I personally have no bone in the whole vaccinate or not vaccinate issue. I’ve done some research reading stuff that argues both sides. The anti-vaccine people claim Big Pharma controls the media and stifles the truth, while pro-vaccine people claim the other side is a bunch of anti-science quack-jobs.
Honestly, neither opinion bothers me.
What bothers me are the people in the pro-vaccine camp who think the state should have the authority to use violence to force parents to inject a vaccine chosen by the state into their child’s body without their consent.
It is the dumbest aspect of this debate. Period. If you can’t see the obvious reasons why government shouldn’t be trusted with people’s health, chances are you’ve never heard of the Tuskegee Experiment.
This is the attitude of many, but not all, pro-vaccine people, and what irritates me is their sense of superiority when they advocate for state-violence against others. Most of their justification rests on the concept of the “herd effect” and that people who don’t vaccine put others in harm’s way.
The other day a parent wrote a column published in Mother Jones titled “To the Parent of the Unvaccinated Child Who Exposed My Family to Measles” which apparently occurred at Disneyland. He didn’t argue in favor of forced vaccinations, just to be clear, but the arguments he made got me thinking about his reasoning from a libertarian perspective, so I rewrote the letter as below (Before some idiot misreads this and comments, no, I’m not parodying or mocking the concerns of the parent in the above column. I’m simply taking the reasoning to its logical conclusion).
To the Parent of the Public School Child Who Exposed My Family to Statism:
I have a number of strong feelings surging through my body right now. Towards my family, I am feeling extra protective like a papa bear. Towards you, a public school parent, I feel anger and frustration at your choices.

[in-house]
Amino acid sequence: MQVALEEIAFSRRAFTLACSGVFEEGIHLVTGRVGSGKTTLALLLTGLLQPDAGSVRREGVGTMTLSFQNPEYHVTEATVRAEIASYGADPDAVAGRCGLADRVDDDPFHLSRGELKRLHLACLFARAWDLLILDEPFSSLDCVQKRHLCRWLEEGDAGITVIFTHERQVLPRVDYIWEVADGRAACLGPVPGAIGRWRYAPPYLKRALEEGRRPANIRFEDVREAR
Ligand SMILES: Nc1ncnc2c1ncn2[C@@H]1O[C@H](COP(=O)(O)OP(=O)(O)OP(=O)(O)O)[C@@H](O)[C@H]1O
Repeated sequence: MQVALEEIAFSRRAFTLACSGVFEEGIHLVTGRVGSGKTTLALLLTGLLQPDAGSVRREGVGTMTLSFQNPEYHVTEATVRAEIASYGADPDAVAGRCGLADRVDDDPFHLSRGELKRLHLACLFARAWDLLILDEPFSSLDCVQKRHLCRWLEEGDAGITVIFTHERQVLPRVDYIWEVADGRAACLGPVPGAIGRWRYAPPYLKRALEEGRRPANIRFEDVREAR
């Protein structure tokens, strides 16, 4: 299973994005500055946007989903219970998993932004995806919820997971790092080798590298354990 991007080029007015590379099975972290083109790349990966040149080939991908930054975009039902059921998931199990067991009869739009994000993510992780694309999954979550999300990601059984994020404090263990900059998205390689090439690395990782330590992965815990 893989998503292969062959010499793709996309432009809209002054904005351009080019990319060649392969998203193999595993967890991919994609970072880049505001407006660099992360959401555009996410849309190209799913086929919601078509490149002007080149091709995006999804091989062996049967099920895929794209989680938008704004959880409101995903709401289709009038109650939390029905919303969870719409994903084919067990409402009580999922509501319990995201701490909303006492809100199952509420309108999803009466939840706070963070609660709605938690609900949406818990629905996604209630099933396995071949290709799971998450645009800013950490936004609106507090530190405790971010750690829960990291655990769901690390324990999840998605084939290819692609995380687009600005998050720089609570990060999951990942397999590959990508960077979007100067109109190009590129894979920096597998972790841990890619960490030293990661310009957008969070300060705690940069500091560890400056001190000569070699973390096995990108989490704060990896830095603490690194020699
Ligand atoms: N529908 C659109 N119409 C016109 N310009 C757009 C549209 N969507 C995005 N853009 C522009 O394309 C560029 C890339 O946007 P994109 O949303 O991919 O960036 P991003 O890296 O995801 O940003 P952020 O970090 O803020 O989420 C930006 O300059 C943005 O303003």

By now we’ve all heard of the November election results decided by voters. Or more accurately, results which mostly originated from graduates of public schools, former students who affect other people with their bad ideas about the need for government violence. I won’t get into a debate about the lack of social skills in kids from the home-school movement, the controversy about allowing kids to pray in the classroom (stop the pledge of allegiance, while you’re at it), or the myth that public schools are needed to provide the poor with an education (free market already provides for the poor on so many other things).
Let’s talk about the state for just a minute. It once was minimal in the US. It has now infected all parts of the US. Statism is highly a contagious disease and can survive no matter how many times it’s proven wrong despite causing massive violence, misery, famine and brutal world wars.
Another fun fact is that statism is transmittable before its culpability is ever diagnosed. How many times do we hear we need more government to solve a problem caused by government or that we need to just “throw the bums” out by replacing them with new bums? We had an economic meltdown in 2008 caused by the Federal Reserve, and despite having 120 regulatory agencies at the time, people infected with statism at public schools believed the free market was to blame.
Belief in the state itself is unpleasant, but also dangerous. In the 20th Century, this belief led to the deaths of millions. Stalin, Mao, Hitler, and others slaughter countless numbers of their own people, all at the hands of the state. Democracies were less gruesome, but still terrible.
That sounds fun!
Calm down, self.
I assume you love your child just like I love mine. I assume that you are trying to make good choices regarding their education. Please realize that your child does not live in a bubble. When your child is educated in a state-run school to believe in the state as a deity, that they must vote to perpetuate its authority and support it when it inflicts violence on people, other children are affected. My children.